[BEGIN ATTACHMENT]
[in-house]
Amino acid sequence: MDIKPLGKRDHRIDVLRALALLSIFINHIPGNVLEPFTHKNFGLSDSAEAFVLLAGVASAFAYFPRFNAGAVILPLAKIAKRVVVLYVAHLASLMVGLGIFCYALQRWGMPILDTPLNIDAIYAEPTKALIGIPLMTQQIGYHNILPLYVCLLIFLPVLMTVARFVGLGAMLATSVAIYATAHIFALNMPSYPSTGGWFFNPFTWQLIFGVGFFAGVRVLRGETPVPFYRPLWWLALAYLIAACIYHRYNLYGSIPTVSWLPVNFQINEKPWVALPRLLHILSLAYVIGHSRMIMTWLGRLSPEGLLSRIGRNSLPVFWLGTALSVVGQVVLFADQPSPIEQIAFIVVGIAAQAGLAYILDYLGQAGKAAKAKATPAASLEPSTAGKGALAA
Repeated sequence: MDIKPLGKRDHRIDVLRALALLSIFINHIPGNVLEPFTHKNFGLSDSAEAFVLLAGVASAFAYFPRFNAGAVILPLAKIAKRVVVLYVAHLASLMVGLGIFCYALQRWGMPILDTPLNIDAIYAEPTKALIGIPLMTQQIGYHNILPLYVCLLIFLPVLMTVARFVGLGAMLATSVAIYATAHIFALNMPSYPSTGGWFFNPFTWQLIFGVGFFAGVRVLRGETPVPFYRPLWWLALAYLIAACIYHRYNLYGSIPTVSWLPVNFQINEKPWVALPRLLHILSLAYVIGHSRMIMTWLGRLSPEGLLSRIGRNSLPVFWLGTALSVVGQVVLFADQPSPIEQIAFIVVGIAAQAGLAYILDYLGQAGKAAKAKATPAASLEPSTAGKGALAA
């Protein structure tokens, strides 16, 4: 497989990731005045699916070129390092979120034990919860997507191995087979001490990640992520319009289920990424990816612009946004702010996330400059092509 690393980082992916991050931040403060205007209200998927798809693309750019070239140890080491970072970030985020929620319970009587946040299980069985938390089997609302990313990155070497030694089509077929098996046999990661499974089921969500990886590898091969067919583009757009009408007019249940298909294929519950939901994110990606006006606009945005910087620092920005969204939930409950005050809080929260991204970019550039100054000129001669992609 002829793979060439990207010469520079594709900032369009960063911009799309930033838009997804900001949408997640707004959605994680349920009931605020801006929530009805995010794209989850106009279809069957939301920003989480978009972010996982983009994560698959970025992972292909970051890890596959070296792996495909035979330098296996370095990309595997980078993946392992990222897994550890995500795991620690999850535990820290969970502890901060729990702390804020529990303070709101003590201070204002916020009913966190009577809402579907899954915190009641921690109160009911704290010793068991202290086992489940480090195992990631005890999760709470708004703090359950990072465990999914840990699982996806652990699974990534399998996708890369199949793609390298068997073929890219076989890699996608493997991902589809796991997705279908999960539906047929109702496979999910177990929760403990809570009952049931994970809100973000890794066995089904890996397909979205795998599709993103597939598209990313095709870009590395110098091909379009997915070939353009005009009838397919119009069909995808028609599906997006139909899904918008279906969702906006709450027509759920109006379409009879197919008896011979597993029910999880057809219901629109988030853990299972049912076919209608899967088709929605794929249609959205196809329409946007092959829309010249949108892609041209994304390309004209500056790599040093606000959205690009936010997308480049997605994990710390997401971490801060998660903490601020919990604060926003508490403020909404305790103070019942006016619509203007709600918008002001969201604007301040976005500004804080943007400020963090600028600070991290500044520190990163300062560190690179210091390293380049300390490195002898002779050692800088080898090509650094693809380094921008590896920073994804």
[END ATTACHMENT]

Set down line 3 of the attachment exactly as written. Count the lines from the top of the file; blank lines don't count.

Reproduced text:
Repeated sequence: MDIKPLGKRDHRIDVLRALALLSIFINHIPGNVLEPFTHKNFGLSDSAEAFVLLAGVASAFAYFPRFNAGAVILPLAKIAKRVVVLYVAHLASLMVGLGIFCYALQRWGMPILDTPLNIDAIYAEPTKALIGIPLMTQQIGYHNILPLYVCLLIFLPVLMTVARFVGLGAMLATSVAIYATAHIFALNMPSYPSTGGWFFNPFTWQLIFGVGFFAGVRVLRGETPVPFYRPLWWLALAYLIAACIYHRYNLYGSIPTVSWLPVNFQINEKPWVALPRLLHILSLAYVIGHSRMIMTWLGRLSPEGLLSRIGRNSLPVFWLGTALSVVGQVVLFADQPSPIEQIAFIVVGIAAQAGLAYILDYLGQAGKAAKAKATPAASLEPSTAGKGALAA